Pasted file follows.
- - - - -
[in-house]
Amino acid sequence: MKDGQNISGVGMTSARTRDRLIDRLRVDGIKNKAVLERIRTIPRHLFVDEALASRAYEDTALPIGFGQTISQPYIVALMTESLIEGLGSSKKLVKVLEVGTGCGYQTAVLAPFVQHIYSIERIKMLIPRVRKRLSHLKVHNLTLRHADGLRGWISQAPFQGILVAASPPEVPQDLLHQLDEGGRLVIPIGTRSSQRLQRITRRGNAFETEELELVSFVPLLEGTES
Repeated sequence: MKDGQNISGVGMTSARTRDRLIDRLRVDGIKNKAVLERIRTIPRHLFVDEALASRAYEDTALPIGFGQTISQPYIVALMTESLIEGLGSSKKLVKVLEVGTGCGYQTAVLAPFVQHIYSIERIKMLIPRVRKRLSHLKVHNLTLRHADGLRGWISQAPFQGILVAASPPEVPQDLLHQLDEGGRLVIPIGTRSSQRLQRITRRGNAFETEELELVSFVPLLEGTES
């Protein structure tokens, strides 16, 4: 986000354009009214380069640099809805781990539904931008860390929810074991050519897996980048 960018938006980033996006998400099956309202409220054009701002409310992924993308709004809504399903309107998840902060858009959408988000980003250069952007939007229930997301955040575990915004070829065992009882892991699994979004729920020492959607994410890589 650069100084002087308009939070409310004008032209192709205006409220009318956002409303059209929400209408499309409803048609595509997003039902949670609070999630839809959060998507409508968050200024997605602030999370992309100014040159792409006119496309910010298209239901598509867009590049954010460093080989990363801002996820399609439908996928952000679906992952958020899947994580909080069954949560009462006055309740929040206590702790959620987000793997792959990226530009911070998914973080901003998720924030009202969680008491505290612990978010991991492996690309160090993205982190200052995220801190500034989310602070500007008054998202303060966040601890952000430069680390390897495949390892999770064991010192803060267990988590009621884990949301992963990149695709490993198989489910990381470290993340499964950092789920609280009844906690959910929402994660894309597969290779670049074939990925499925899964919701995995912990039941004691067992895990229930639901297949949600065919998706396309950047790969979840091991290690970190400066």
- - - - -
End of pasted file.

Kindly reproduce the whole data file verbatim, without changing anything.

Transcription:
[in-house]
Amino acid sequence: MKDGQNISGVGMTSARTRDRLIDRLRVDGIKNKAVLERIRTIPRHLFVDEALASRAYEDTALPIGFGQTISQPYIVALMTESLIEGLGSSKKLVKVLEVGTGCGYQTAVLAPFVQHIYSIERIKMLIPRVRKRLSHLKVHNLTLRHADGLRGWISQAPFQGILVAASPPEVPQDLLHQLDEGGRLVIPIGTRSSQRLQRITRRGNAFETEELELVSFVPLLEGTES
Repeated sequence: MKDGQNISGVGMTSARTRDRLIDRLRVDGIKNKAVLERIRTIPRHLFVDEALASRAYEDTALPIGFGQTISQPYIVALMTESLIEGLGSSKKLVKVLEVGTGCGYQTAVLAPFVQHIYSIERIKMLIPRVRKRLSHLKVHNLTLRHADGLRGWISQAPFQGILVAASPPEVPQDLLHQLDEGGRLVIPIGTRSSQRLQRITRRGNAFETEELELVSFVPLLEGTES
């Protein structure tokens, strides 16, 4: 986000354009009214380069640099809805781990539904931008860390929810074991050519897996980048 960018938006980033996006998400099956309202409220054009701002409310992924993308709004809504399903309107998840902060858009959408988000980003250069952007939007229930997301955040575990915004070829065992009882892991699994979004729920020492959607994410890589 650069100084002087308009939070409310004008032209192709205006409220009318956002409303059209929400209408499309409803048609595509997003039902949670609070999630839809959060998507409508968050200024997605602030999370992309100014040159792409006119496309910010298209239901598509867009590049954010460093080989990363801002996820399609439908996928952000679906992952958020899947994580909080069954949560009462006055309740929040206590702790959620987000793997792959990226530009911070998914973080901003998720924030009202969680008491505290612990978010991991492996690309160090993205982190200052995220801190500034989310602070500007008054998202303060966040601890952000430069680390390897495949390892999770064991010192803060267990988590009621884990949301992963990149695709490993198989489910990381470290993340499964950092789920609280009844906690959910929402994660894309597969290779670049074939990925499925899964919701995995912990039941004691067992895990229930639901297949949600065919998706396309950047790969979840091991290690970190400066």